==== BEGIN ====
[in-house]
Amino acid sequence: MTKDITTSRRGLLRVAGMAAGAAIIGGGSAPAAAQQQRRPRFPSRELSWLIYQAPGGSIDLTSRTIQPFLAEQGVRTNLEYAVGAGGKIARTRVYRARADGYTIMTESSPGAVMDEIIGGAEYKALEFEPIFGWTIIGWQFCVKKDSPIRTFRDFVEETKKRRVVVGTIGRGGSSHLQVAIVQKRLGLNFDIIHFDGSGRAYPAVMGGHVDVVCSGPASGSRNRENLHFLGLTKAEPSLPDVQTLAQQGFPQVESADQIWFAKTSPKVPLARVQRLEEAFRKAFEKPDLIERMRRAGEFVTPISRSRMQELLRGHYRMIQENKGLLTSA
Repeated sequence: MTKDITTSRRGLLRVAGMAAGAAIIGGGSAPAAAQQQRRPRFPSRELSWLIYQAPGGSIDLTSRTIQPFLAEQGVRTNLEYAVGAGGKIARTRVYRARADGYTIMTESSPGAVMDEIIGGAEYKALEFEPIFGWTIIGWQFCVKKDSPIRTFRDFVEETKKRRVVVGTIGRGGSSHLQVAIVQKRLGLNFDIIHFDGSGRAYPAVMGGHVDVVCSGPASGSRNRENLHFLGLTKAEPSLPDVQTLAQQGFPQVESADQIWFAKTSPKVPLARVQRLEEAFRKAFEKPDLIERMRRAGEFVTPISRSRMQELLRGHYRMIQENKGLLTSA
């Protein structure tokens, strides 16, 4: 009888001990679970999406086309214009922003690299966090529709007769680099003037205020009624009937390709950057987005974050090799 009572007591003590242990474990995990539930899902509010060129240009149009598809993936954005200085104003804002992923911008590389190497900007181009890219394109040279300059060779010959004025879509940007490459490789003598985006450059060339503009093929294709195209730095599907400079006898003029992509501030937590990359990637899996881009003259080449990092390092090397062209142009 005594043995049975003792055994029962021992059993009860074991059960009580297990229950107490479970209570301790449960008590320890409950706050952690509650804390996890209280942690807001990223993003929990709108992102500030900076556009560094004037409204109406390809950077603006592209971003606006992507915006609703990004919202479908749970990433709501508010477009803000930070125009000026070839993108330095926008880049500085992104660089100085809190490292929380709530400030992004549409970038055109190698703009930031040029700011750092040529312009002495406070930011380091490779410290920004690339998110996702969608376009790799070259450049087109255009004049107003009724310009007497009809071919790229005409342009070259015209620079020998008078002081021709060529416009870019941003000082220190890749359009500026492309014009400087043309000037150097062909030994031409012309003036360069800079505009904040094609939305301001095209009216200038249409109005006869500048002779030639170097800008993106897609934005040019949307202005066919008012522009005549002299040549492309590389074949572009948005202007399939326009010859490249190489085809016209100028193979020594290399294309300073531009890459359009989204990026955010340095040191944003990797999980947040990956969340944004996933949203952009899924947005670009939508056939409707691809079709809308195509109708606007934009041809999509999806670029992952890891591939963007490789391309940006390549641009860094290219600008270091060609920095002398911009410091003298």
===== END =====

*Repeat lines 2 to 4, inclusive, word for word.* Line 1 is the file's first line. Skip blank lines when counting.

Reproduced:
Amino acid sequence: MTKDITTSRRGLLRVAGMAAGAAIIGGGSAPAAAQQQRRPRFPSRELSWLIYQAPGGSIDLTSRTIQPFLAEQGVRTNLEYAVGAGGKIARTRVYRARADGYTIMTESSPGAVMDEIIGGAEYKALEFEPIFGWTIIGWQFCVKKDSPIRTFRDFVEETKKRRVVVGTIGRGGSSHLQVAIVQKRLGLNFDIIHFDGSGRAYPAVMGGHVDVVCSGPASGSRNRENLHFLGLTKAEPSLPDVQTLAQQGFPQVESADQIWFAKTSPKVPLARVQRLEEAFRKAFEKPDLIERMRRAGEFVTPISRSRMQELLRGHYRMIQENKGLLTSA
Repeated sequence: MTKDITTSRRGLLRVAGMAAGAAIIGGGSAPAAAQQQRRPRFPSRELSWLIYQAPGGSIDLTSRTIQPFLAEQGVRTNLEYAVGAGGKIARTRVYRARADGYTIMTESSPGAVMDEIIGGAEYKALEFEPIFGWTIIGWQFCVKKDSPIRTFRDFVEETKKRRVVVGTIGRGGSSHLQVAIVQKRLGLNFDIIHFDGSGRAYPAVMGGHVDVVCSGPASGSRNRENLHFLGLTKAEPSLPDVQTLAQQGFPQVESADQIWFAKTSPKVPLARVQRLEEAFRKAFEKPDLIERMRRAGEFVTPISRSRMQELLRGHYRMIQENKGLLTSA
């Protein structure tokens, strides 16, 4: 009888001990679970999406086309214009922003690299966090529709007769680099003037205020009624009937390709950057987005974050090799 009572007591003590242990474990995990539930899902509010060129240009149009598809993936954005200085104003804002992923911008590389190497900007181009890219394109040279300059060779010959004025879509940007490459490789003598985006450059060339503009093929294709195209730095599907400079006898003029992509501030937590990359990637899996881009003259080449990092390092090397062209142009 005594043995049975003792055994029962021992059993009860074991059960009580297990229950107490479970209570301790449960008590320890409950706050952690509650804390996890209280942690807001990223993003929990709108992102500030900076556009560094004037409204109406390809950077603006592209971003606006992507915006609703990004919202479908749970990433709501508010477009803000930070125009000026070839993108330095926008880049500085992104660089100085809190490292929380709530400030992004549409970038055109190698703009930031040029700011750092040529312009002495406070930011380091490779410290920004690339998110996702969608376009790799070259450049087109255009004049107003009724310009007497009809071919790229005409342009070259015209620079020998008078002081021709060529416009870019941003000082220190890749359009500026492309014009400087043309000037150097062909030994031409012309003036360069800079505009904040094609939305301001095209009216200038249409109005006869500048002779030639170097800008993106897609934005040019949307202005066919008012522009005549002299040549492309590389074949572009948005202007399939326009010859490249190489085809016209100028193979020594290399294309300073531009890459359009989204990026955010340095040191944003990797999980947040990956969340944004996933949203952009899924947005670009939508056939409707691809079709809308195509109708606007934009041809999509999806670029992952890891591939963007490789391309940006390549641009860094290219600008270091060609920095002398911009410091003298």